We were heading south to escape the cold of the central European winter and to bask in the rich Mediterranean sun. Our two month long journey during the mid-February semester Grand Bazaarbreak began in Southern Germany, and wound it’s way slowly through the Czech Republic, Hungary, Bulgaria, Serbia and then a final long haul train down to the port of Istanbul, the European gateway to Asia. After weeks of traveling in snow and cold, visions of warm clear days in Istanbul framed by the turquoise waters of the Bosporus Strait sounded pretty good.
Arriving in the afternoon, we immediately noticed that our intentions of basking in the sunshine might have been thwarted, as not only was it cold in the city, but it was uncharacteristically snowing. Glumly, we set out to find one of the backpacker hotels recommended by our guide book, and after working our way further into the labyrinth streets of Istanbul, we finally found the place we were looking for. We were shown upstairs to a bedroom with eight single beds aligned. The price was right, so we decided to stay and were oddly (at the time it seemed odd) given six or seven large wool blankets for our bedding.
To orient ourselves, we began our explorations at the massive complex of impressive structures in the Sultanahmet district, the heart of the old city. Sprawling parks dotted with fountains and lawns connected beautiful mosques like the Ayasofya (Hagia Sofia) and the Blue Mosque, as well as historical buildings and museums. We had planned to explore on our own avoiding guided tours and the like, but after ignoring a number of offers from touts, we were approached by a middle aged man who pursued us in an impressive variety of Hagia Sophialanguages including Russian and some form of Scandinavian. For reasons that have been lost to me over time, we decided to finally engage Ahmed, representing ourselves as Germans instead of Americans. We were studying in Germany at the time, and it seemed like we would garner more enthusiasm from the Turks than a couple of Americans might. Ahmed had lived in Germany for many years it turned out, and we made arrangements to meet him the next day for a personal and intimate tour of the city.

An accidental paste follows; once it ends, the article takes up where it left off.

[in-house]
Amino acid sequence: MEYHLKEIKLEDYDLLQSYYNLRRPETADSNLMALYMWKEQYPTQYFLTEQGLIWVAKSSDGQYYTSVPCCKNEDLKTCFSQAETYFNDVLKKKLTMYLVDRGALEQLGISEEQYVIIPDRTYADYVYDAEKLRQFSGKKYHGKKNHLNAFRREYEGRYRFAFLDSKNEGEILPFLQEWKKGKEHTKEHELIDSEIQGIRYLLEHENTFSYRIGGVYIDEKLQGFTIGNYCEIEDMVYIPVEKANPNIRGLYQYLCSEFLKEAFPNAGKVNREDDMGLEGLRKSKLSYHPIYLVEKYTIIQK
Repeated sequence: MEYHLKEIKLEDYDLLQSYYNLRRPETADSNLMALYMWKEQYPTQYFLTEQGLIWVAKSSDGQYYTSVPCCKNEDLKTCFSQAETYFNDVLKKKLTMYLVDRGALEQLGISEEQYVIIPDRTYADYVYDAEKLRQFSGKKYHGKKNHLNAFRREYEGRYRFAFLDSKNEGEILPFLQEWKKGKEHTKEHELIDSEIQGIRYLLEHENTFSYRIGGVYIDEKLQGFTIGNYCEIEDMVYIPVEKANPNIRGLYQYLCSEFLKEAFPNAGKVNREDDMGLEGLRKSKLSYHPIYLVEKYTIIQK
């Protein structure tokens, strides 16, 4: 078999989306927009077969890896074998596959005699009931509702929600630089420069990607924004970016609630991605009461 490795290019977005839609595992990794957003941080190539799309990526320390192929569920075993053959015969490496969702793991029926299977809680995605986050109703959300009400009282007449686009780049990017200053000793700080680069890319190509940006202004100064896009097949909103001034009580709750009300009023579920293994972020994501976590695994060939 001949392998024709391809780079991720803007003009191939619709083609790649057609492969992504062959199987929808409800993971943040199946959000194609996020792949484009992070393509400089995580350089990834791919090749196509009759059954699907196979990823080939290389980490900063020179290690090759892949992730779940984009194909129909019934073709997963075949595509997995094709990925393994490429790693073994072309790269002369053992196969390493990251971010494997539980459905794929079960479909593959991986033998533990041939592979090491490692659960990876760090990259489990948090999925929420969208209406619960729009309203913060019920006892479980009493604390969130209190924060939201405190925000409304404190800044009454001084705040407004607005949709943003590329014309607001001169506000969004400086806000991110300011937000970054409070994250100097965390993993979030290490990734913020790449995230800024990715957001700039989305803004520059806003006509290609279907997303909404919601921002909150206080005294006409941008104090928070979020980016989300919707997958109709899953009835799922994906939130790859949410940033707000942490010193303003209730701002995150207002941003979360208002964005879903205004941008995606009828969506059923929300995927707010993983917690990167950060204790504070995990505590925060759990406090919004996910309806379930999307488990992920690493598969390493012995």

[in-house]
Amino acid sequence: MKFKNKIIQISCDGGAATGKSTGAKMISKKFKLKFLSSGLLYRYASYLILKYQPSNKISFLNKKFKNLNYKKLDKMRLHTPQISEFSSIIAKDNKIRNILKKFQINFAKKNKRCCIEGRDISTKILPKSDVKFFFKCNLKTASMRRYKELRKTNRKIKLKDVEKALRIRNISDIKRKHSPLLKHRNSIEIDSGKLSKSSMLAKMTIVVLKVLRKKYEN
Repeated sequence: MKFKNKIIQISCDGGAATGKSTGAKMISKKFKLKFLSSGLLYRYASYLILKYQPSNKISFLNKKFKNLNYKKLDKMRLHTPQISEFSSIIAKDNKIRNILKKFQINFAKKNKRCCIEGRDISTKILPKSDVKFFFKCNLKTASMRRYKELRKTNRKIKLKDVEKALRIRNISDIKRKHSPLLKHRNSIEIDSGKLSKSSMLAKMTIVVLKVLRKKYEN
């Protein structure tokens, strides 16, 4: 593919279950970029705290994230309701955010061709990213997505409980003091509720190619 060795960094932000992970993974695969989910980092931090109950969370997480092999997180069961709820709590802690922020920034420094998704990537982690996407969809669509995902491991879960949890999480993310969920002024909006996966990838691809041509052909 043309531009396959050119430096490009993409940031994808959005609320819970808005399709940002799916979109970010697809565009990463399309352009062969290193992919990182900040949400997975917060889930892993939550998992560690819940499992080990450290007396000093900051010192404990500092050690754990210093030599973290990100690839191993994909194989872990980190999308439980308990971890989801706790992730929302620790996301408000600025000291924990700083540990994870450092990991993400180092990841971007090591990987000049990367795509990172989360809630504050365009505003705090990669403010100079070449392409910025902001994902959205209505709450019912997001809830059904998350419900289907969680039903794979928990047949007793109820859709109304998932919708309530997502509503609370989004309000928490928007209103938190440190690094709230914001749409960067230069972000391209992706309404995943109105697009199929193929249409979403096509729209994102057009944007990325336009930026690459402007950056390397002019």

That night we discovered why we needed so many blankets for our beds….there was no heat! Istanbul is generally very mild to hot, so most cheap hotels and homes didn’t have heat. We slept that night with many layers of clothing and still were miserably cold the entire time. The next day, we upgraded to another youth hostel that offered little space heaters for about an extra dollar per night. Running on empty from a sleepless night, we met Ahmed back at the Sultanahmet district and began our behind the scenes tour of the city, and behind the scenes it was.
Aside from visiting the aforementioned mosques, which were magnificently adorned in rich wall to wall mosaics and tiles, we rambled through the city down passageways no tourist would ever find, or more to the point find their way back out of. Small steep alleyways crisscrossed the sprawl of Istanbul, affording wonderful views of the crystal blue strait below and glimpses of the cobbled together houses that the common people lived in. As we got further out from the center, it took on the look and feel of shanty towns, with structures made from whatever people could find, barely able to withstand the mild weather, and certainly offering no running water or electricity. We visited a traditional tea house, beautifully tiled and peaceful, where old men sipped the strong sweet nectar that is Turkish tea and played dominoes. We visited small pastry shops that offered sticky treats all based on puff pastry and flavored with pistachio, honey and rosewater. Minarets could be seen everywhere and the haunting and mesmerizing call to prayer that rolled through the city from these towers blended with the sights and smells to create an exotic and truly intoxicating experience. The day with Ahmed turned out to be one of my most lasting memories of the entire trip.
However, no visit to Istanbul can be complete without a visit to the expansive bazaar, a large area of narrow streets lined with vendors of all shapes and sizes selling pretty much anything you could think of. Passageways were clogged with people, animals and cars, all trying to make their way from here to there. Boisterous and endless shopkeepers offered their wares to anyone passing by. If you saw something you liked, you had better buy it then, because you’d never find that particular stall again, as I quickly found out. Haggling was expected and required with many beautiful items worthy of purchasing, especially rugs, pottery, spices and antiques. Leaving the bizarre was as challenging as navigating through it, as you get so turned around that you’re not sure where you are when you leave. But the chaotic nature of the bazaar is what makes it so wonderful…you can go back many times and never have the same experience twice.
To this day, I still consider that first trip to Istanbul as one of my most cherished travel adventures, despite the weather. We were young and free, with no time limit, and this city on the doorstep of the greater Middle East oozed sensuality from its pores, putting a spell on me that was not soon forgotten.